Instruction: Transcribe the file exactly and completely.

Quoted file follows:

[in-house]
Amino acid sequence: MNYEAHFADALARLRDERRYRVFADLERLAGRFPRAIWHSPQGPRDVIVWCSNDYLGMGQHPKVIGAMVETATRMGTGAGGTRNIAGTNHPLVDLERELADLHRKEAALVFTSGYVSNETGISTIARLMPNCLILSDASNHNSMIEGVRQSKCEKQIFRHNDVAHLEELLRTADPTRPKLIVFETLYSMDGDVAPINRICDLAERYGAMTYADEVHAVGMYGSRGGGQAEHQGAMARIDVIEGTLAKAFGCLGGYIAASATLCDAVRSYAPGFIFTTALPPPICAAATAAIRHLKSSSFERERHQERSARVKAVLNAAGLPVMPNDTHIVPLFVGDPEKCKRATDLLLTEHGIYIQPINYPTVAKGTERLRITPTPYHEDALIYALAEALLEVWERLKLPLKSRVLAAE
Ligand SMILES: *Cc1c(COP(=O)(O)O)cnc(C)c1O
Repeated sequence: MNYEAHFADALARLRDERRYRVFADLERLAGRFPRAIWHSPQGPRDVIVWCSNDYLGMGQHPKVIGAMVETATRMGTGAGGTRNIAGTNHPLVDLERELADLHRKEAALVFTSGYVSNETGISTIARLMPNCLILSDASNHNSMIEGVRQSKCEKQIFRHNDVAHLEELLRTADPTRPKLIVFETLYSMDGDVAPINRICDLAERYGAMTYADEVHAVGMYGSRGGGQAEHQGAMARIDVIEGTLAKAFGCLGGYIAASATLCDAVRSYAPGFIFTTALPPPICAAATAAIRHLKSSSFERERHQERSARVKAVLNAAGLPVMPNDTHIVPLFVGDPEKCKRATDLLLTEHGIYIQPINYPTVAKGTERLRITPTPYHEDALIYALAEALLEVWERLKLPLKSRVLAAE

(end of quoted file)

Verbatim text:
[in-house]
Amino acid sequence: MNYEAHFADALARLRDERRYRVFADLERLAGRFPRAIWHSPQGPRDVIVWCSNDYLGMGQHPKVIGAMVETATRMGTGAGGTRNIAGTNHPLVDLERELADLHRKEAALVFTSGYVSNETGISTIARLMPNCLILSDASNHNSMIEGVRQSKCEKQIFRHNDVAHLEELLRTADPTRPKLIVFETLYSMDGDVAPINRICDLAERYGAMTYADEVHAVGMYGSRGGGQAEHQGAMARIDVIEGTLAKAFGCLGGYIAASATLCDAVRSYAPGFIFTTALPPPICAAATAAIRHLKSSSFERERHQERSARVKAVLNAAGLPVMPNDTHIVPLFVGDPEKCKRATDLLLTEHGIYIQPINYPTVAKGTERLRITPTPYHEDALIYALAEALLEVWERLKLPLKSRVLAAE
Ligand SMILES: *Cc1c(COP(=O)(O)O)cnc(C)c1O
Repeated sequence: MNYEAHFADALARLRDERRYRVFADLERLAGRFPRAIWHSPQGPRDVIVWCSNDYLGMGQHPKVIGAMVETATRMGTGAGGTRNIAGTNHPLVDLERELADLHRKEAALVFTSGYVSNETGISTIARLMPNCLILSDASNHNSMIEGVRQSKCEKQIFRHNDVAHLEELLRTADPTRPKLIVFETLYSMDGDVAPINRICDLAERYGAMTYADEVHAVGMYGSRGGGQAEHQGAMARIDVIEGTLAKAFGCLGGYIAASATLCDAVRSYAPGFIFTTALPPPICAAATAAIRHLKSSSFERERHQERSARVKAVLNAAGLPVMPNDTHIVPLFVGDPEKCKRATDLLLTEHGIYIQPINYPTVAKGTERLRITPTPYHEDALIYALAEALLEVWERLKLPLKSRVLAAE